The latest club to launch in San Francisco -- Club 53 -- last Friday night by Israeli brothers Yonatan and Gad Maor, has an impressive list of musicians lined up to visit and perform, including Far East Movement, Mayday Parade, Escape The Fate, and Daniel Bedingfield.
The brothers’ company, Shaker, has partnerships with BandPage, a leading platform for musicians online, and Live Nation, which will promote tours to Club 53, including the Rockstar Energy Drink Mayhem Festival and the Rockstar Energy Drink UPROAR Festival.
What’s different about the Maor brothers’ club is that it is all virtual; its only “address” is Facebook.
Club 53 is the first public virtual environment launched in the U.S. by Shaker, which over the past year has been operating similar online venues in Israel.
As you can probably see from the screenshot above, once you sign in via your Facebook account, and enter a Shaker room, your avatar is able to move around that environment, with your Facebook identity clearly displayed.
The avatars of your friends will be wearing blue shirts; friends of friends will wear yellow, and others will wear gray.
These “Shakers” (carriers of your profile) move around the room alone or in pairs, pausing to chat in small groups, dance, or buy each other virtual drinks.
Emoticons float up from above the heads of some guests, and various gestures indicate animated conversations from around the room.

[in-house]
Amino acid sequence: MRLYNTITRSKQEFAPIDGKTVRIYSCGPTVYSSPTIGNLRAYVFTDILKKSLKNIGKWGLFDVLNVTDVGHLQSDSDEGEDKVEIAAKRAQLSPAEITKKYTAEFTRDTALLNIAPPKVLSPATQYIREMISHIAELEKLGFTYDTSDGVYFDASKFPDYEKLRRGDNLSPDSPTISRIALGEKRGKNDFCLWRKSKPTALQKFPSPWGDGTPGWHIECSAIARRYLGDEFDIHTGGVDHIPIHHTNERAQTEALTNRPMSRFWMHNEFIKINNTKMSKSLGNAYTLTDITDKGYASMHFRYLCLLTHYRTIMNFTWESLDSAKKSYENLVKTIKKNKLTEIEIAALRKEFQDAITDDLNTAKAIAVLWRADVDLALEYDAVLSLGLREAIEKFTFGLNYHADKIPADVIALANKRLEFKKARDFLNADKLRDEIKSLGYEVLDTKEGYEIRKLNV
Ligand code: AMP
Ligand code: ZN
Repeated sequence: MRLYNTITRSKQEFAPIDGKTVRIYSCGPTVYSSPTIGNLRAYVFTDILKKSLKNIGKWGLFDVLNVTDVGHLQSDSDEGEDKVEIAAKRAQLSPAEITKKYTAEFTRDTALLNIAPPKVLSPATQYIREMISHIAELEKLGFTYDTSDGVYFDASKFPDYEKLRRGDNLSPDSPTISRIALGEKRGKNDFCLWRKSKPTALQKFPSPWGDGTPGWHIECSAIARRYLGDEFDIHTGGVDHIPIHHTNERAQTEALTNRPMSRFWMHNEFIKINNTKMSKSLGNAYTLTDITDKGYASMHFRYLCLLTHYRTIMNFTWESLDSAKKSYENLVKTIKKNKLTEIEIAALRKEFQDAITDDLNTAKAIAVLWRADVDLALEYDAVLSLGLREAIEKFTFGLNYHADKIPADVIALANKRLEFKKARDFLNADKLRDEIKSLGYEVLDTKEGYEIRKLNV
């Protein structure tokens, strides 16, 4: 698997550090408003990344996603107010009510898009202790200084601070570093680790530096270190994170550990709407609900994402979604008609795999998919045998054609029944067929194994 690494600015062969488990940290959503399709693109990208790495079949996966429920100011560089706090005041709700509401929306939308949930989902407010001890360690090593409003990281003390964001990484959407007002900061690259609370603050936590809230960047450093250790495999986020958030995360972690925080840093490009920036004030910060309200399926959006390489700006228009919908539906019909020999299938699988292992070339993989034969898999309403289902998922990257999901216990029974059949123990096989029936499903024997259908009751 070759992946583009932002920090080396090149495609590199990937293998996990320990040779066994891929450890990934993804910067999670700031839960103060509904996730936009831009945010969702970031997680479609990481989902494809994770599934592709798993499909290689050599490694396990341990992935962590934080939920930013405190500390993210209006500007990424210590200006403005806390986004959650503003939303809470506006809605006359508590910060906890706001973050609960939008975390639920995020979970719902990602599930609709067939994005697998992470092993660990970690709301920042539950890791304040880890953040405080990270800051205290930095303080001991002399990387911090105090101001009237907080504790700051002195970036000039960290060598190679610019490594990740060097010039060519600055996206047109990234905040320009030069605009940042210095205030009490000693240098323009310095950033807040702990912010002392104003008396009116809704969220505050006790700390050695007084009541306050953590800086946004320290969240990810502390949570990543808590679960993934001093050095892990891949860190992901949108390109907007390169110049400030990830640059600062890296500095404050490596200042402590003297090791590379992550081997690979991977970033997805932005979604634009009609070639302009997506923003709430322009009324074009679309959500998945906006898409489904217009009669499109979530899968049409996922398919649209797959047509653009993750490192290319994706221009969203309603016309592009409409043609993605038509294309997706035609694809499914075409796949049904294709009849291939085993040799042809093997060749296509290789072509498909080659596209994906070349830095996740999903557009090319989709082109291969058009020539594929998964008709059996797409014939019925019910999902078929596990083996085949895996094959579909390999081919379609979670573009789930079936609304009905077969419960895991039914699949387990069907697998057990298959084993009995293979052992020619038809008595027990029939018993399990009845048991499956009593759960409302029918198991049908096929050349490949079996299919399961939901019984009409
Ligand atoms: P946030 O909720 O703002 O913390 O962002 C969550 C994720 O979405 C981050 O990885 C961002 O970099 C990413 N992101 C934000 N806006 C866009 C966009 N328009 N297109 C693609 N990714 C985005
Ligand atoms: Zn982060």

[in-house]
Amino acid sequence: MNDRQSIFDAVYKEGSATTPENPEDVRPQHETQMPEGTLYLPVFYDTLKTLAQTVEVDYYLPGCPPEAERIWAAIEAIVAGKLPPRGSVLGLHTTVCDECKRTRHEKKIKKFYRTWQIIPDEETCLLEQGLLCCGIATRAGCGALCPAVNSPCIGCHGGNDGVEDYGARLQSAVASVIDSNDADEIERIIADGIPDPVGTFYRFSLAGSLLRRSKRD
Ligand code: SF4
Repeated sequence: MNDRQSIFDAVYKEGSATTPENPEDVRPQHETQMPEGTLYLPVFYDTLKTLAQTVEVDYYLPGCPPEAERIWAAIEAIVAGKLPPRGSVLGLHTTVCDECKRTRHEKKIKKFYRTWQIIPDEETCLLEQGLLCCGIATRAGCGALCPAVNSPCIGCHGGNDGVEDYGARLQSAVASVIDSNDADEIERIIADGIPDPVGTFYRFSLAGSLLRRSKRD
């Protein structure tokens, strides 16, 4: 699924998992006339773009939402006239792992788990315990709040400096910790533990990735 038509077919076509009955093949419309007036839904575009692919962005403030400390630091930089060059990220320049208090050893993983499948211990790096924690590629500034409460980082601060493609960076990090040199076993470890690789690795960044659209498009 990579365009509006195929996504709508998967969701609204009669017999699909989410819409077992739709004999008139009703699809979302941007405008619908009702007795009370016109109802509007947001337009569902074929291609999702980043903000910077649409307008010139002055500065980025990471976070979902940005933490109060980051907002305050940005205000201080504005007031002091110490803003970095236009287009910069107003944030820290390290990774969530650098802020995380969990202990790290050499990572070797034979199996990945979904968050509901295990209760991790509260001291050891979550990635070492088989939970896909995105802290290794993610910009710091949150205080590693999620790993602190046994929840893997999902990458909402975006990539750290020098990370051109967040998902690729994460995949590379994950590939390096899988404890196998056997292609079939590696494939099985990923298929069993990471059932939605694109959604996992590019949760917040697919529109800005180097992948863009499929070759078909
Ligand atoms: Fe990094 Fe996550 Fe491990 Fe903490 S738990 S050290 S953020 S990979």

There’s music and a sense of excitement in the air.
Shaker Co-Founder and CEO Yonatan Maor said the idea for the company came to him after a particularly fun night out on the town in Tel Aviv a couple years ago.
“I started to think about why we didn’t have those sort of live, vivid social experiences online, on Facebook, so my co-founders and I decided to create a platform to allow that.”
(There are nine co-founders including the Maor brothers.)
A large part of the interactive experience at Shaker is based on perfecting proximity-based chat. Up to six people can chat in one location at one time.
When you move around the room and approach other people, some of the things you have in common (such as other friends or favorite bands) become visible, facilitating conversations.
“Like all good ideas, Club 53 came to us from the users,” says Maor. (And, specifically in this case, from users who are musicians.)
“These artists starting using Shaker to promote their work. They’d come to the venues and we’d play their music. They made repeat visits. It was helpful for them. It became clear that with people hanging out and artists crashing the party, so to speak, there was an opportunity here.”
In a larger sense, Shaker is trying to bring a sense of place to the social network.
“The question is how to recreate social circles online,” notes Maor. “Who’s going to be there? The people have to be relevant and local. We’ve done that.”
Shaker is more tightly integrated with Facebook than anything else I’ve seen, including Zynga games. It’s not hard to imagine that as Facebook evolves, it may well take on more of the look and feel of Shaker elsewhere in its interface.
Beyond venues like Club 53, Shaker has a deal with the NBA to host virtual events before and after games during the NBA Finals, which are about to begin, and it has also hosted virtual peace conferences in the Middle East.
In January this year and again in May, Shaker brought together on its platform Israelis, Palestinians, and Americans to discuss the issues that divide them. In the January conference, Secretary of State Hillary Clinton, Israeli President Shimon Peres, and Palestinian Authority President Mahmoud Abbas all pre-recorded statements about the need for peace in the Middle East that were broadcast during the event.